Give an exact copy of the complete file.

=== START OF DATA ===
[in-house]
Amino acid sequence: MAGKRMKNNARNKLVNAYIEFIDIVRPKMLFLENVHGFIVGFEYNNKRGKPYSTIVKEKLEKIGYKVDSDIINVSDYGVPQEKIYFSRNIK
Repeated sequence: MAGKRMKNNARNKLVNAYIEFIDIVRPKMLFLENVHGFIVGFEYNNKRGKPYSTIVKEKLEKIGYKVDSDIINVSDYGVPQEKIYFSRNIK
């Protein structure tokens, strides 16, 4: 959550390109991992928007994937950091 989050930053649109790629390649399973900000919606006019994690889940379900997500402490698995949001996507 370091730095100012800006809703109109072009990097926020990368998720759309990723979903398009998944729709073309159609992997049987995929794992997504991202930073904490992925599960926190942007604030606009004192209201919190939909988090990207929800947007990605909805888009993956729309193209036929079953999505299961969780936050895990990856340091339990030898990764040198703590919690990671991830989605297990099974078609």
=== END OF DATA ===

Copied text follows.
[in-house]
Amino acid sequence: MAGKRMKNNARNKLVNAYIEFIDIVRPKMLFLENVHGFIVGFEYNNKRGKPYSTIVKEKLEKIGYKVDSDIINVSDYGVPQEKIYFSRNIK
Repeated sequence: MAGKRMKNNARNKLVNAYIEFIDIVRPKMLFLENVHGFIVGFEYNNKRGKPYSTIVKEKLEKIGYKVDSDIINVSDYGVPQEKIYFSRNIK
């Protein structure tokens, strides 16, 4: 959550390109991992928007994937950091 989050930053649109790629390649399973900000919606006019994690889940379900997500402490698995949001996507 370091730095100012800006809703109109072009990097926020990368998720759309990723979903398009998944729709073309159609992997049987995929794992997504991202930073904490992925599960926190942007604030606009004192209201919190939909988090990207929800947007990605909805888009993956729309193209036929079953999505299961969780936050895990990856340091339990030898990764040198703590919690990671991830989605297990099974078609």